Mind you, this is the same company whose credo is “Do No Evil,” and just a week ago delivered a somewhat sanctimonious, self-serving and much-derided manifesto on the Google definition of openness. Daring Fireball’s John Gruber commentary was by far the richest: proclaiming, “It’s the biggest pile of horseshit I’ve ever seen from Google.”
Fair or unfair, when you emblazon yourself as being more open and less evil than everyone else, as Google has, you put a bit of a target on your back.
Somewhat paradoxically, Apple gets a free pass here, because with Apple, product positioning is all about the products and the user experience, and not about morals and openness.
Everything Old is New Again
The prevailing meme in assessing the battle between Google’s Android and Apple’s iPhone is that it’s a redux of Microsoft Windows v. Apple Macintosh, with the premise being that the company with the broadest base of hardware OEM support will inevitably outflank and usurp the market position of the integrated and more proprietary hardware, software solution provider (read: Apple then and Apple now).
That chapter has yet to be written but I would submit that there is another chapter from tech history that bears re-reading: Novell v. Microsoft.
In 1994, Microsoft was rapidly moving into the driver’s seat as the de facto leader of desktop/personal computing, yet many forget how utterly dominant Novell was.
In fact, at one point, 90% of the market for PC-based servers was under its control via its NetWare Network Operating System and surrounding ecosystem of hardware, software, integration and education/training partners.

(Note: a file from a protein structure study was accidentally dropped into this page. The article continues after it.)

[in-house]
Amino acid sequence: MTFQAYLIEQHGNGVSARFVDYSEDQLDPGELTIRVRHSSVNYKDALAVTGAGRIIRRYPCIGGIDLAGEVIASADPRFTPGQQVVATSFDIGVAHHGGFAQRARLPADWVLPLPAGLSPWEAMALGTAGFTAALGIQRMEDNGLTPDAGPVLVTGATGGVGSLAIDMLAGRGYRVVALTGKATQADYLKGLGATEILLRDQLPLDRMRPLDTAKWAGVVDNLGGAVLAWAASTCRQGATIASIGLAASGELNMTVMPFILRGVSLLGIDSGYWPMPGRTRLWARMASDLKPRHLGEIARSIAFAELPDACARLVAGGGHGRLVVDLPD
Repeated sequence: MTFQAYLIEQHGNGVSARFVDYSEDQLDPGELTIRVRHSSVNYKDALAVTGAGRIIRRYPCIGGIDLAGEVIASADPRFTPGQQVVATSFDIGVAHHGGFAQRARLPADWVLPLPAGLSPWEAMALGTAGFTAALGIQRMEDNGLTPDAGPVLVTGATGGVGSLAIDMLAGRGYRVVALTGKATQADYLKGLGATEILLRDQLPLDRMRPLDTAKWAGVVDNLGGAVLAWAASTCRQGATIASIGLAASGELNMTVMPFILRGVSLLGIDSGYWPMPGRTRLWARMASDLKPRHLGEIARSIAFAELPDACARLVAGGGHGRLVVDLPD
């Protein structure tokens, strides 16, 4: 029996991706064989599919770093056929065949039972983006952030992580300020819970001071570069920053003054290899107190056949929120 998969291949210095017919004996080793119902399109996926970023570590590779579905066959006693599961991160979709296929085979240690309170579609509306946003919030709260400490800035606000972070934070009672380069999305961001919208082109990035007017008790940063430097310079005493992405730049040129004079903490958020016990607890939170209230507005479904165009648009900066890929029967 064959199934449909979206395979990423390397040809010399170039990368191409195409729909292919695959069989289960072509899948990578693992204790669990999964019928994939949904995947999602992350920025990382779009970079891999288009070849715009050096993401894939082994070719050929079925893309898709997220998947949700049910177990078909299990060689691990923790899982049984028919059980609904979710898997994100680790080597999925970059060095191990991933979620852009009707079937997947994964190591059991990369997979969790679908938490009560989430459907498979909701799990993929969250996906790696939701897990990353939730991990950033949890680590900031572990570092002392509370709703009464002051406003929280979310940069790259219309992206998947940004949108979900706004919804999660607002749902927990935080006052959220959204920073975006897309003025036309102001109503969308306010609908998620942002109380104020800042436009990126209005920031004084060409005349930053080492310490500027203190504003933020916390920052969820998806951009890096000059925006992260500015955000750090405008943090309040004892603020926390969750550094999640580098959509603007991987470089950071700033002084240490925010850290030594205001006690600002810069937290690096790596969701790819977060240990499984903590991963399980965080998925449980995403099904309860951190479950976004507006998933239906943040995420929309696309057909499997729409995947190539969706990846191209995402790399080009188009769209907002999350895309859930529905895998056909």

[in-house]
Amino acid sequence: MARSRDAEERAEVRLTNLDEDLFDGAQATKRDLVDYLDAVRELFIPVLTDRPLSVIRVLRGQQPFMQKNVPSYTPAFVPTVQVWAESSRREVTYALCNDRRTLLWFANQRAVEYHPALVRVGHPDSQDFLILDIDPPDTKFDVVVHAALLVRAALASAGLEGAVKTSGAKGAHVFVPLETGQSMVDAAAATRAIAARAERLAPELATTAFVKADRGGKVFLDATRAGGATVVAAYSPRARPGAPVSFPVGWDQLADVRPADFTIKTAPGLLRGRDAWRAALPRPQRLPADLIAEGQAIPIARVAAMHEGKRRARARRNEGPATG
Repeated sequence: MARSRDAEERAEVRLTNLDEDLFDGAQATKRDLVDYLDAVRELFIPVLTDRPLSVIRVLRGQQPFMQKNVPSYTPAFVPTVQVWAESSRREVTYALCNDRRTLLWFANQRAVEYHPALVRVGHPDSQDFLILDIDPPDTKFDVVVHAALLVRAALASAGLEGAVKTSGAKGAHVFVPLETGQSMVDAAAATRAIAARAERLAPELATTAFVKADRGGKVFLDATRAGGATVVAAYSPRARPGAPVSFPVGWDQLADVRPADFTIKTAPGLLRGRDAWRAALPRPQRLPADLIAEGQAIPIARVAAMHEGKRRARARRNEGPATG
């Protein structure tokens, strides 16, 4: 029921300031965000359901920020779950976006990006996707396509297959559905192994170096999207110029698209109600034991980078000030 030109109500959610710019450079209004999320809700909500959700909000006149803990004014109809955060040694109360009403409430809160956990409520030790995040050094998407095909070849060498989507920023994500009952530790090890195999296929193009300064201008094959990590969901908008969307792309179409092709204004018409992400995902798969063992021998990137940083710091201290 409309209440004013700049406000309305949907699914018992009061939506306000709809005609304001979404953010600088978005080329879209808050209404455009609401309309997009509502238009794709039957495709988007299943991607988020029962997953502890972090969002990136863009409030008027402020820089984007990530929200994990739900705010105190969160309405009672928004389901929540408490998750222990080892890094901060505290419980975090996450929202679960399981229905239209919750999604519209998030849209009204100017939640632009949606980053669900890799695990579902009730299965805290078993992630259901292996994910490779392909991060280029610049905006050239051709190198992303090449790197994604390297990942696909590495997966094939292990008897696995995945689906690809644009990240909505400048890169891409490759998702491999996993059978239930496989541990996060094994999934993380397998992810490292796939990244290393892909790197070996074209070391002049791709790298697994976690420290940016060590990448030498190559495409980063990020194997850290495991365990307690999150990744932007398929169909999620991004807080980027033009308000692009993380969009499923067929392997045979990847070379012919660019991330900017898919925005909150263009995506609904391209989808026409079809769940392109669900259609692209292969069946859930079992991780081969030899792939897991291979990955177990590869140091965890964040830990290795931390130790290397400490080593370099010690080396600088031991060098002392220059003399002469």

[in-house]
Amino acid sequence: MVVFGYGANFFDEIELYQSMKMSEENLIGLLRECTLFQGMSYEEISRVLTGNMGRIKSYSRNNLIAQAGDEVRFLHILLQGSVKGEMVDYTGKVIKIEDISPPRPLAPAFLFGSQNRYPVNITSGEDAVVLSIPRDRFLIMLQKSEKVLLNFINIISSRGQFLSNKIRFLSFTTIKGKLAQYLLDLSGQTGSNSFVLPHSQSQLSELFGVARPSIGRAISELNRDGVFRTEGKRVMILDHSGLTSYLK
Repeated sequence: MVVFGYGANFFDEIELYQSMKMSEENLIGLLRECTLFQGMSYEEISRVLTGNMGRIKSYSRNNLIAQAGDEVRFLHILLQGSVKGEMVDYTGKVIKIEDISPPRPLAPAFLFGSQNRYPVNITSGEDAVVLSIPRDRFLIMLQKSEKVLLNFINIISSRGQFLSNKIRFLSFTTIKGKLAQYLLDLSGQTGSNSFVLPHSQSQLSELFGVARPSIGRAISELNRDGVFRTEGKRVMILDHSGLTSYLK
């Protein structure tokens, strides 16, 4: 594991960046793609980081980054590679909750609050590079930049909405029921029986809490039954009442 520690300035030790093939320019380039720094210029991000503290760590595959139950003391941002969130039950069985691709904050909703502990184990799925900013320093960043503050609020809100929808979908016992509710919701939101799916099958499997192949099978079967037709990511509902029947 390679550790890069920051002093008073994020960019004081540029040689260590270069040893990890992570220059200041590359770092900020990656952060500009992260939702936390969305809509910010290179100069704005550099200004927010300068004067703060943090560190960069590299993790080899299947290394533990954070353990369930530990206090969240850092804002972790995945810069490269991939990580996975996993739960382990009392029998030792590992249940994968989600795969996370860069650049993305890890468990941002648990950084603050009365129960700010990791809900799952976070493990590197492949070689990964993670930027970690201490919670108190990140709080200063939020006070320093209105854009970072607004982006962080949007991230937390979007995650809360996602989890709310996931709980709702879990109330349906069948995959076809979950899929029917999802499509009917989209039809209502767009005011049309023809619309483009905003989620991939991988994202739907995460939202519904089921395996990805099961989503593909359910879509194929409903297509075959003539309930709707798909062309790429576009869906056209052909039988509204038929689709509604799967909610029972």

At that point in time, it was not apocryphal to wonder whether the Network was poised to swallow up the Desktop, or vice versa, in much the same way we ruminate today on whether ‘The Cloud’ will swallow up Edge-Based computing.
But then something interesting happened. Novell’s Ray Noorda, believing that its strategic position gave it a secure foothold from which to establish a beachhead in the desktop environment, opted to take Novell head-on into Microsoft’s Office stronghold by rolling out a product suite that included WordPerfect and Quattro Pro, a one-time Excel competitor that had been acquired by Novell from Borland.
When the dust settled, not only had Novell lost the desktop battle badly, but in the process of focusing its forces to fight Microsoft on its home turf, Novell missed the disruptive power of the TCP/IP-based Internet (NetWare was built on a protocol stack known as IPX/SPX), and now, relatively speaking, nobody uses NetWare anymore.
Netting it out: rather than seeing this as a Microsoft v. Apple analog, maybe Google should view this as a Microsoft v. Novell analog, with Google sitting in the Novell position. Either way, the Mobile Wars are shaping up as the juiciest industry battle in years.